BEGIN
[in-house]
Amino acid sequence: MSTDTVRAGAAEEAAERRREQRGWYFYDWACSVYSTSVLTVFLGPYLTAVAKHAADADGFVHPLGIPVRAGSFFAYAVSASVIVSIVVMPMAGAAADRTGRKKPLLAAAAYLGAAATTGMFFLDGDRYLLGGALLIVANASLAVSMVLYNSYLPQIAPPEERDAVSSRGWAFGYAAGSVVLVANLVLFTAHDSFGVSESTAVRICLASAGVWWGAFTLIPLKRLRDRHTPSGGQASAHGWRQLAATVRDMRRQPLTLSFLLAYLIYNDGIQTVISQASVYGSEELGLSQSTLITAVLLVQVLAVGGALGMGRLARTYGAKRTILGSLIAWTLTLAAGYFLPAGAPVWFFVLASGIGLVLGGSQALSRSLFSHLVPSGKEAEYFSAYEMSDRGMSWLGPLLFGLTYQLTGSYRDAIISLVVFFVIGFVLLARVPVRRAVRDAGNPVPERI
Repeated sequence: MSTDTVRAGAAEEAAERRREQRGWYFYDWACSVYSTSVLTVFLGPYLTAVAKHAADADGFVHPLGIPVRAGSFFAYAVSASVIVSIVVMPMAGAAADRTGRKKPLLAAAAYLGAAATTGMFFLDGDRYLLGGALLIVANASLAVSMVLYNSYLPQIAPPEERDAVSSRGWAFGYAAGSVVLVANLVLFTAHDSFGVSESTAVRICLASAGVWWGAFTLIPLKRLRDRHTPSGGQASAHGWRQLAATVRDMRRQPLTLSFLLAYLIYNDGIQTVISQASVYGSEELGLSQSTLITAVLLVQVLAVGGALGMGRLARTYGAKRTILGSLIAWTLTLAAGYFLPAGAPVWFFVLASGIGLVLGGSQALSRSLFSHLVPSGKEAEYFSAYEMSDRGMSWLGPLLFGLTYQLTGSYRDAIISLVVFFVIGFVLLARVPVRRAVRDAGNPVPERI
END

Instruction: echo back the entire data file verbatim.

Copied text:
[in-house]
Amino acid sequence: MSTDTVRAGAAEEAAERRREQRGWYFYDWACSVYSTSVLTVFLGPYLTAVAKHAADADGFVHPLGIPVRAGSFFAYAVSASVIVSIVVMPMAGAAADRTGRKKPLLAAAAYLGAAATTGMFFLDGDRYLLGGALLIVANASLAVSMVLYNSYLPQIAPPEERDAVSSRGWAFGYAAGSVVLVANLVLFTAHDSFGVSESTAVRICLASAGVWWGAFTLIPLKRLRDRHTPSGGQASAHGWRQLAATVRDMRRQPLTLSFLLAYLIYNDGIQTVISQASVYGSEELGLSQSTLITAVLLVQVLAVGGALGMGRLARTYGAKRTILGSLIAWTLTLAAGYFLPAGAPVWFFVLASGIGLVLGGSQALSRSLFSHLVPSGKEAEYFSAYEMSDRGMSWLGPLLFGLTYQLTGSYRDAIISLVVFFVIGFVLLARVPVRRAVRDAGNPVPERI
Repeated sequence: MSTDTVRAGAAEEAAERRREQRGWYFYDWACSVYSTSVLTVFLGPYLTAVAKHAADADGFVHPLGIPVRAGSFFAYAVSASVIVSIVVMPMAGAAADRTGRKKPLLAAAAYLGAAATTGMFFLDGDRYLLGGALLIVANASLAVSMVLYNSYLPQIAPPEERDAVSSRGWAFGYAAGSVVLVANLVLFTAHDSFGVSESTAVRICLASAGVWWGAFTLIPLKRLRDRHTPSGGQASAHGWRQLAATVRDMRRQPLTLSFLLAYLIYNDGIQTVISQASVYGSEELGLSQSTLITAVLLVQVLAVGGALGMGRLARTYGAKRTILGSLIAWTLTLAAGYFLPAGAPVWFFVLASGIGLVLGGSQALSRSLFSHLVPSGKEAEYFSAYEMSDRGMSWLGPLLFGLTYQLTGSYRDAIISLVVFFVIGFVLLARVPVRRAVRDAGNPVPERI